PATRIOT NEWS OP-ED: Pennsylvania must regain its compassionate backbone
Is the commonwealth government’s sense of responsibility to uphold the constitutional mandate to work for the common good of all Pennsylvanians dead? This question came to me as I departed from the Department of Public Welfare budget briefing on Feb. 7. The only answer I could come up with in the moment was not yet — but it’s on life support and the prognosis looks grim.
The outlook is particularly bleak if you are poor, though it isn’t a lot better for higher education, public education or a lot of other activities that fall under the state’s purview.
While we in the faith community are doing what we can to alleviate the pain of those who struggle, we simply don’t have the resources to meet the increased need that would come as a result of the proposals we are seeing.
Many budget and policy proposals appear nonsensical, even mean-spirited. For example, the public welfare budget contains seemingly punitive proposals that place blame on and punish welfare recipients for being poor. Many proponents claim that benefit reductions provide incentives for hard work and persistence that will lift persons out of poverty — and if this doesn’t happen it’s the person who failed, not the economy.
Contrary to what some believe, sometimes assistance is needed to “level the playing field” for those who are without the “equipment” they need to play the game. One penny-wise and pound-foolish proposal is elimination of General Assistance that provides help to only the most vulnerable — less than half a percent of Pennsylvanians.
The benefit is barely subsistence, at $205 per month throughout most of the state — with 28 counties actually lower. Still, it means a great deal to those who do receive it. And Pennsylvania recoups a good chunk of these outlays when people with disabilities are approved for federal Social Security or SSI disability benefits, so the actual saving is even less. Therefore the funds, reclaimed by the state, are, in essence, a loan.
Another proposal, outside the budget, is reinstituting an asset test for SNAP (food stamp) recipients. The Center on Budget and Policy Priorities cites that about 75 percent of SNAP recipients live in households with children, and more than one-quarter live in households with seniors or people with disabilities.
In fact, SNAP alone has kept many persons and families out of poverty and has lessened its affects on many others — including reductions in the number of children and seniors who go to bed hungry in Pennsylvania.
As a student of public policy, I believe reimplementing the asset test would cost the state more than continuing to administer the benefit to all qualified recipients. SNAP is a federal program, and Pennsylvania’s low error rate calls to question even the need for an asset test. Also, SNAP benefits are beneficial to Pennsylvania’s economy — Moody’s Analytics estimates that in a weak economy, every dollar increase in SNAP benefits generates $1.72 in economic activity.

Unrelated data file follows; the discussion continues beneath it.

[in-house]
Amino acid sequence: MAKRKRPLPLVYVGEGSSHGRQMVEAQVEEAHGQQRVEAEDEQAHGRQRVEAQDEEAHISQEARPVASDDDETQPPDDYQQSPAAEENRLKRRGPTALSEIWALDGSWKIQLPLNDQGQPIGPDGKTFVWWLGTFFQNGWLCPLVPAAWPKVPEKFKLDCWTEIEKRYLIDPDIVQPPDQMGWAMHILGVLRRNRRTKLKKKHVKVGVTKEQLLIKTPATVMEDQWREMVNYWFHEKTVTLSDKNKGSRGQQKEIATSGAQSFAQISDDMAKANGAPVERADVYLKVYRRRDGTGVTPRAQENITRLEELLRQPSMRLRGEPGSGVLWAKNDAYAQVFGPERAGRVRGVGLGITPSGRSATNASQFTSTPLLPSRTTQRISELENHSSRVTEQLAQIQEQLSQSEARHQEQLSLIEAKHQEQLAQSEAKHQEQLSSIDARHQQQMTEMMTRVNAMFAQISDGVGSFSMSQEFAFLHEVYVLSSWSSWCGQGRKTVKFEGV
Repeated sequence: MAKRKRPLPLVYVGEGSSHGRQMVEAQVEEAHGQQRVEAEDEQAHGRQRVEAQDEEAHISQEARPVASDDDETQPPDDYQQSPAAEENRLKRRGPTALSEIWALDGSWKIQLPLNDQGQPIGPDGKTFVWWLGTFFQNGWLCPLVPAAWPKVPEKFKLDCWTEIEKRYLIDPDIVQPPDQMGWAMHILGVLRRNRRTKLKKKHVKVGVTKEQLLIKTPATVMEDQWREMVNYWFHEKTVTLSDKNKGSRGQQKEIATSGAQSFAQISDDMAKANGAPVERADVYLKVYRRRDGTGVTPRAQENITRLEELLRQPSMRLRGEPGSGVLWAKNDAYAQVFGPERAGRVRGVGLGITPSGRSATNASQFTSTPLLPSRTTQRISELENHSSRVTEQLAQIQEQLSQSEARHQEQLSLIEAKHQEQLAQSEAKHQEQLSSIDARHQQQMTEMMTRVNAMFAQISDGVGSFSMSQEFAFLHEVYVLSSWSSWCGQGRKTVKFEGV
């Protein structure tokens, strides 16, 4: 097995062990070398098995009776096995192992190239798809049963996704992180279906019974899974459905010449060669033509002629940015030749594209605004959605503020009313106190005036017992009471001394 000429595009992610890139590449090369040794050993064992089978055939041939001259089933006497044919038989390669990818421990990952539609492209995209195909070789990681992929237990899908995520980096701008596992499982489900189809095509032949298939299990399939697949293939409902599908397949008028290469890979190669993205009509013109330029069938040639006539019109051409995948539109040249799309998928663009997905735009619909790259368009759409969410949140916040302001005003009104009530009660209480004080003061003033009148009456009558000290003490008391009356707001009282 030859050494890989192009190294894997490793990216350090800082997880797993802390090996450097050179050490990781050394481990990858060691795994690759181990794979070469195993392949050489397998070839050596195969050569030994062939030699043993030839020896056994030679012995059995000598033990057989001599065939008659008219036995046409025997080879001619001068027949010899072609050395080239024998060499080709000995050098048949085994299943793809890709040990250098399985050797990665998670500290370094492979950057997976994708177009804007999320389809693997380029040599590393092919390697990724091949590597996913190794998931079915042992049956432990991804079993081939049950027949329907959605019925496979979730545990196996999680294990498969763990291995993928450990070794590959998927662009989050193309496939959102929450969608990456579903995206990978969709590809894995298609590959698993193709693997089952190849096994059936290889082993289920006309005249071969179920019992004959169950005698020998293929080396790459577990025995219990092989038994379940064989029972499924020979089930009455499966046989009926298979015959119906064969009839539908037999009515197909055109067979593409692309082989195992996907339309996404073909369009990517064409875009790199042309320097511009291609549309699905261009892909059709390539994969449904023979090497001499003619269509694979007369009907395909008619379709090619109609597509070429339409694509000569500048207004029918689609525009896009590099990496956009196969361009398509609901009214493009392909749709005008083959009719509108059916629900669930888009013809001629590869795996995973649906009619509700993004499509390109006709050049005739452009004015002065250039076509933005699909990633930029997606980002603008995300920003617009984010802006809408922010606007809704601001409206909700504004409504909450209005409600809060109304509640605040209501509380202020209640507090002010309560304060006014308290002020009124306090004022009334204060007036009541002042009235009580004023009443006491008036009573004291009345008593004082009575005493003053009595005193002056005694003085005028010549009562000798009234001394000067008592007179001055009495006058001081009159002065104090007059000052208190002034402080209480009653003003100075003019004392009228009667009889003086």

Given that rate of return, it seems the cost of this proposal would outweigh any possible benefits. What is most outrageous, however, is the refusal to consider new sources of revenue and the closure of corporate tax loopholes.
The gas drilling industry and many large corporations benefit handsomely through the extraction of Pennsylvania’s valuable resources and the efforts and purchases of hard-working Pennsylvanians. There is no defense for the sorry excuse for a drilling fee passed on Feb. 8 when other major gas-producing states have instituted much greater fees with no resulting loss in business.
There is no excuse for companies that earn huge profits in Pennsylvania to pay less in taxes than we who work hard to earn a living in Pennsylvania. I am optimistic that like me, many Pennsylvanians support moral decisions that produce moral budgets, legislation and policies that support all Pennsylvanians, including those who are vulnerable.
I believe that we have the power to change a grim prognosis by demanding better of our elected and appointed officials now. Is that too much to ask?
The Rev. Sandra Strauss is director of public advocacy for the Pennsylvania Council of Churches and co-chair of the Coalition for Low-Income Pennsylvanians.
Read the full story at www.pennlive.com.